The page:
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Between Preservation and ExploitationTransnational Advocacy Networks and Conservation in Developing Countries$
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Kemi Fuentes-George

Print publication date: 2016

Print ISBN-13: 9780262034289

Published to MIT Press Scholarship Online: January 2017

DOI: 10.7551/mitpress/9780262034289.001.0001

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Tourism, Development, and the Mesoamerican Barrier Reef

Tourism, Development, and the Mesoamerican Barrier Reef

Chapter:
(p.47) 2 Tourism, Development, and the Mesoamerican Barrier Reef
Source:
Between Preservation and Exploitation
Author(s):

Kemi Fuentes-George

Publisher:
The MIT Press
DOI:10.7551/mitpress/9780262034289.003.0002

This chapter introduces the Mesoamerican Barrier Reef System (MBRS), a delicate system of coral reefs and mangroves along the coastline of Quintana Roo state in Mexico, threatened by overfishing and large-scale tourist development. It shows how a transnational advocacy network became an epistemic community by generating a shared understanding of the MBRS through transnational workshops held as part of the planning process for a GEF funded project. Although the epistemic community was able to generate a scientific consensus on reef degradation, they were only able to influence new regulations adopted by policymakers in agencies with which they socialized, namely in federal environmental and fishing agencies. Policymakers in the state government of Quintana Roo, and managers in hotelier associations actively resisted new protection adopted by federal agencies. Although the epistemic community attempted to use economic arguments to support conservation, these actors asserted that economic development could best be promoted by continued large-scale tourist development along the coast. However, when local actors and the mass public, alarmed about resource overexploitation and concerned about local justice issues, demanded new regulations to conserve biodiversity, policymakers acquiesced.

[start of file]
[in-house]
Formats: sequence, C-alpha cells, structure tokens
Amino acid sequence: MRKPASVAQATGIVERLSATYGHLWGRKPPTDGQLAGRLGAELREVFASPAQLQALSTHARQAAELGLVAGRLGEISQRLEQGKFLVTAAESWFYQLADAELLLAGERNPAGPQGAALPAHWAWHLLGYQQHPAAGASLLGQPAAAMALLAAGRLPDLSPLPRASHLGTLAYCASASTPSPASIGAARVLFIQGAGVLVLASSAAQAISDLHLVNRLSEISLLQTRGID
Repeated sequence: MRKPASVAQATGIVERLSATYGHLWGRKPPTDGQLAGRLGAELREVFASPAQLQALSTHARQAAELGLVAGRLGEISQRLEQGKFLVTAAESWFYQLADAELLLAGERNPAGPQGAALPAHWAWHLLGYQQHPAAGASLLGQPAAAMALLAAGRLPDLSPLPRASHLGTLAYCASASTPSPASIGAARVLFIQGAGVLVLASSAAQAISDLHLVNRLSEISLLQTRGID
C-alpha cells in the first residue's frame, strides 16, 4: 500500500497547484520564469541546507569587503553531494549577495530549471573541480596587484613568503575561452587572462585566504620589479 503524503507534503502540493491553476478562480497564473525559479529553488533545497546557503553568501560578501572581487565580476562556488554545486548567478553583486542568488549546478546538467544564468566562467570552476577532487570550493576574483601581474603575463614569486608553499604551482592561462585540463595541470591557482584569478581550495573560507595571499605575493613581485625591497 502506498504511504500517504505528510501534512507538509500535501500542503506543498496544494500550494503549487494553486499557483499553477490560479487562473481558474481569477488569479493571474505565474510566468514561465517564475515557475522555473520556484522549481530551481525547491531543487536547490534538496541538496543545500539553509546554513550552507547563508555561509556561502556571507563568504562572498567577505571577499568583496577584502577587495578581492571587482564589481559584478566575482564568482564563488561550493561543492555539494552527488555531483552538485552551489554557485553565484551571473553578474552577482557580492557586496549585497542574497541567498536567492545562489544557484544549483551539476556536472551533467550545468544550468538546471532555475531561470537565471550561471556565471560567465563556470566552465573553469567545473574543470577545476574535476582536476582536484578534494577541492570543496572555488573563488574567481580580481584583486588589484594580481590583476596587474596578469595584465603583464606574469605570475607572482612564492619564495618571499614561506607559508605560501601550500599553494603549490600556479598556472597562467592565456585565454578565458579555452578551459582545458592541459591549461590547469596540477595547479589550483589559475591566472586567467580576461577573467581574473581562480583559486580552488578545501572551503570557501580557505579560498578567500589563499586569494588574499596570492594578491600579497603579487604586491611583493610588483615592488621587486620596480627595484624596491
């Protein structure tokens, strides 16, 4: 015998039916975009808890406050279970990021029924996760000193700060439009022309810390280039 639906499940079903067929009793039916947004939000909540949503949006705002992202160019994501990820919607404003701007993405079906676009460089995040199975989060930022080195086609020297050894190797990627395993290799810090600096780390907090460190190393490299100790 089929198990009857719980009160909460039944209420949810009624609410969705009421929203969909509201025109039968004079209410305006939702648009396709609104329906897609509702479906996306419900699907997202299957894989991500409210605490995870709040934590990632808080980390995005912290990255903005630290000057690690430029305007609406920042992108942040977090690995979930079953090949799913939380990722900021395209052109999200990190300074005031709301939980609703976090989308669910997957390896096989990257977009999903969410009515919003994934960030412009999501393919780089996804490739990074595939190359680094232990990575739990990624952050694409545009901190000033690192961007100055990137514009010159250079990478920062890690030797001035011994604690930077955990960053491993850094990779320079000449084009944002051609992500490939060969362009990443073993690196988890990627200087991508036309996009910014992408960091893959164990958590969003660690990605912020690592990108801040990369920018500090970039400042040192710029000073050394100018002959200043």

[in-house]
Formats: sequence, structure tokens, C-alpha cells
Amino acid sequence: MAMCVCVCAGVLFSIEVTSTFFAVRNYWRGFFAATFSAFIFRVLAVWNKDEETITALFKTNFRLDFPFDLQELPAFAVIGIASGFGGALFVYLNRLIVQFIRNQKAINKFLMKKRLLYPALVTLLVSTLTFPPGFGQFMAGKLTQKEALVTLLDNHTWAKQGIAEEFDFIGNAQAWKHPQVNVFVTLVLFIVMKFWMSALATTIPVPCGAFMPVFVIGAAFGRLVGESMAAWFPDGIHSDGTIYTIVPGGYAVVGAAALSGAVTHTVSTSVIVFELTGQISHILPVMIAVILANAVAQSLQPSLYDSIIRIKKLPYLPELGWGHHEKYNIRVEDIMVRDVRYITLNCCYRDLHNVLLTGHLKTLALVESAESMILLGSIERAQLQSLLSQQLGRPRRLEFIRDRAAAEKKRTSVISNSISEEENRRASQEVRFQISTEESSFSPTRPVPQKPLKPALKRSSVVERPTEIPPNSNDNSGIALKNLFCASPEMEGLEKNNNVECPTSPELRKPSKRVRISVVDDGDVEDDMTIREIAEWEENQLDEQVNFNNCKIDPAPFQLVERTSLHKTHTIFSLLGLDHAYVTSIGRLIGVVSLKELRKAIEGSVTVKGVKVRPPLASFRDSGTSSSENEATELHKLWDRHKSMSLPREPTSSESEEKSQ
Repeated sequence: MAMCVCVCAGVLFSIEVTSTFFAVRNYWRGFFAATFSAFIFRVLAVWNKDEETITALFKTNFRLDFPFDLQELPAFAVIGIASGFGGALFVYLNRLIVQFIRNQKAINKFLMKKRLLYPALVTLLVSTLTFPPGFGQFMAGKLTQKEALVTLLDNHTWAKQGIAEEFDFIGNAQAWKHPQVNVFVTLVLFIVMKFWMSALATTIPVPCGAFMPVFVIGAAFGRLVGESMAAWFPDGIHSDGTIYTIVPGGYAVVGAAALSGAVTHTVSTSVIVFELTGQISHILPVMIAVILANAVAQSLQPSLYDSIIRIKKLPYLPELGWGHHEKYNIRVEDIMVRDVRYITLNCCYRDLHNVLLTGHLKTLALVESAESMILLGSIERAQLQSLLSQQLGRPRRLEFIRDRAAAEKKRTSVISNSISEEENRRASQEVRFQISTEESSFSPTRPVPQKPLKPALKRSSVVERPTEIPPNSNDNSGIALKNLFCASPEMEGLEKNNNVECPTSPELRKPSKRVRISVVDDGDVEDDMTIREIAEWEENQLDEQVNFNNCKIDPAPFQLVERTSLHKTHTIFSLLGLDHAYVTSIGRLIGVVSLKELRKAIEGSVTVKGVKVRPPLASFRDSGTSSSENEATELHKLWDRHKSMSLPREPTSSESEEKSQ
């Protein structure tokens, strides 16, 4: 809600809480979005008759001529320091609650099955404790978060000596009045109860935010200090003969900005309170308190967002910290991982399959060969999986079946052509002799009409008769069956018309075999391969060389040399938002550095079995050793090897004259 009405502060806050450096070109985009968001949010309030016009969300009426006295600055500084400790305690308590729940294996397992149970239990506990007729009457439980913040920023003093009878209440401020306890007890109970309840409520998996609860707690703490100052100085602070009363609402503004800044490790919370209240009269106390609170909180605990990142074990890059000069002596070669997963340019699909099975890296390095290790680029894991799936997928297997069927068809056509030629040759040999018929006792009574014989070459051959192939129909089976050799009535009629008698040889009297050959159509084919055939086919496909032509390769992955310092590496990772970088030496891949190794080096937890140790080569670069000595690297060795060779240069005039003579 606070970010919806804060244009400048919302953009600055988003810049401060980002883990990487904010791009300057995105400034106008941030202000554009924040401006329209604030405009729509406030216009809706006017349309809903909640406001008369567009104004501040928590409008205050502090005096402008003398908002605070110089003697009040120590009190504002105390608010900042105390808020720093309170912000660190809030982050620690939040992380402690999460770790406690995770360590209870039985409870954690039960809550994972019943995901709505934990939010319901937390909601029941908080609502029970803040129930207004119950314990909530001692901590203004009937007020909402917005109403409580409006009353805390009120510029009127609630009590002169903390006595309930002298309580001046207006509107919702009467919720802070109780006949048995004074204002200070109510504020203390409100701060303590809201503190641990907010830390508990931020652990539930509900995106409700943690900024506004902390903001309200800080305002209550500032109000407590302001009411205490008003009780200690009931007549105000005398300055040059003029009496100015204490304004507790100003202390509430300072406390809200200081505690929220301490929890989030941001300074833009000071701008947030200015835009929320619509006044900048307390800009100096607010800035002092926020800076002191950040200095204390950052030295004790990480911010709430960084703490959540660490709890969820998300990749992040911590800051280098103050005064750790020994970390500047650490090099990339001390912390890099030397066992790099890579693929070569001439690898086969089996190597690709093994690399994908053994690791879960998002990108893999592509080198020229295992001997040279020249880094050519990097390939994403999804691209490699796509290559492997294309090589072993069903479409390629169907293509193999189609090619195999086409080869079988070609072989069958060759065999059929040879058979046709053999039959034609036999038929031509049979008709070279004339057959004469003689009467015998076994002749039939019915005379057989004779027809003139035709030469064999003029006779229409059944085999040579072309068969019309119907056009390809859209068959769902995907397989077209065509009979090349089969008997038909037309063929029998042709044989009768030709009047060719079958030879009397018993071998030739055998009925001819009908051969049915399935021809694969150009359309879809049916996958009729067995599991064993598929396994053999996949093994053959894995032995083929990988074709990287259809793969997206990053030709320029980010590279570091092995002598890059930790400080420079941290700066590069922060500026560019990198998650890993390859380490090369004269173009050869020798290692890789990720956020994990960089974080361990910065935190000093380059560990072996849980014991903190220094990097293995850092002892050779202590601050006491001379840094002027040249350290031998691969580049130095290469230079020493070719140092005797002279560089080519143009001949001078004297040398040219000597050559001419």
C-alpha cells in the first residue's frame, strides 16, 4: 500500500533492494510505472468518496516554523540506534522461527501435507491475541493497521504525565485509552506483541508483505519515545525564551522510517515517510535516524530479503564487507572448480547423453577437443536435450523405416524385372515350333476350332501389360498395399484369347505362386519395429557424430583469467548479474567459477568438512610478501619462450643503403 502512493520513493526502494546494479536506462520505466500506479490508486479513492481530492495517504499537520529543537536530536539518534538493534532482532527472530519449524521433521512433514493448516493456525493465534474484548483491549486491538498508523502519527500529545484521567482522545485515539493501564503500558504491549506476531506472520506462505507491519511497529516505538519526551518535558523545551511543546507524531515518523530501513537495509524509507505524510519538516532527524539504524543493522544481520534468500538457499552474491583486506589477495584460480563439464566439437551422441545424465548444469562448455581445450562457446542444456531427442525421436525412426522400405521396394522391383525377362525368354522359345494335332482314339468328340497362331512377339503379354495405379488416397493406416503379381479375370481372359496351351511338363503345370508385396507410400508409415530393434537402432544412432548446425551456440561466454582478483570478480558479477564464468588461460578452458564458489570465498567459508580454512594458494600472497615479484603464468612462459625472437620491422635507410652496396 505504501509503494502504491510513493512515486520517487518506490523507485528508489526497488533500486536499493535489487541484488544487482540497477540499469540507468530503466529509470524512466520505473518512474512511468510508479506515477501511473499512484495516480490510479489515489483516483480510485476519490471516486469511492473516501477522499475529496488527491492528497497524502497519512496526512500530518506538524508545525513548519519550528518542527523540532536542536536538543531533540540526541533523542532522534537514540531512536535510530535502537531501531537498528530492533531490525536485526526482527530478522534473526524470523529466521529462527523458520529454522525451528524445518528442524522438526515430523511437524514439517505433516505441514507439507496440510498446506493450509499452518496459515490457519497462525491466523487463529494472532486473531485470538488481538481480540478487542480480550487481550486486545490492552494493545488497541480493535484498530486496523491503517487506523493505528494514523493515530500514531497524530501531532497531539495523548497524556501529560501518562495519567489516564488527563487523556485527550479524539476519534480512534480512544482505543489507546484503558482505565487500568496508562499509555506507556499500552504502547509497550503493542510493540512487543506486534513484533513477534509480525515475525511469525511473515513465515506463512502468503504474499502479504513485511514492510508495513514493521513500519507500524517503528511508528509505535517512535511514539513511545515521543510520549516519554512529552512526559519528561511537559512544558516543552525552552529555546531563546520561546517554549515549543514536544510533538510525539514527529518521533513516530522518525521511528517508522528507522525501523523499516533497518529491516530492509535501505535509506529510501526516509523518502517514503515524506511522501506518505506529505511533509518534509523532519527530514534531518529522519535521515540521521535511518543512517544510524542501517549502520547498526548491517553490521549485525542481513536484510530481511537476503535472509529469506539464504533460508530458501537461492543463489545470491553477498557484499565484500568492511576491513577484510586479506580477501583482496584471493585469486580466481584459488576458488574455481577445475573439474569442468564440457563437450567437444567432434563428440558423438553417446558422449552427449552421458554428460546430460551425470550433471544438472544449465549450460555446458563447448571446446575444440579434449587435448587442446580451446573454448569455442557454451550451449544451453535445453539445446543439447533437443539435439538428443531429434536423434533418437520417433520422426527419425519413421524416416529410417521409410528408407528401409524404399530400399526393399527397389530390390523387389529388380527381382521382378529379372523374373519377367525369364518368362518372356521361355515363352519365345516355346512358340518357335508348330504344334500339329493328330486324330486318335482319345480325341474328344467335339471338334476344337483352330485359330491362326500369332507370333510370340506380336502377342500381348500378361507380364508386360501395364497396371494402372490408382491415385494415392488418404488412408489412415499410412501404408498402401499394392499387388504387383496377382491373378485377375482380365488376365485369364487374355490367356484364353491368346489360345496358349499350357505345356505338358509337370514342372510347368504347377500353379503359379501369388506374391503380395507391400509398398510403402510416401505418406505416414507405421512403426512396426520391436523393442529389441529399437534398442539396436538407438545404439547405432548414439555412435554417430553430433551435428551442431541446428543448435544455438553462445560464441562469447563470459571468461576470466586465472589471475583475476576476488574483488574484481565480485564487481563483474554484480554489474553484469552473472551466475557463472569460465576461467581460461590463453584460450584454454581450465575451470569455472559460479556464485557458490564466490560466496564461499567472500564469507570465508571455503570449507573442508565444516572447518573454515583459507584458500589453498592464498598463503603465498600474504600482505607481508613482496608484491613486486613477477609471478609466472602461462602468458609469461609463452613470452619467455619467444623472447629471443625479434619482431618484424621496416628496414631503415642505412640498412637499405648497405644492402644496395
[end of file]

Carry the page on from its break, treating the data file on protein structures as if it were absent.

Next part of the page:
Keywords:   Tourism, Mesoamerica, Mexico, Epistemic community, Development, Justice, Biodiversity

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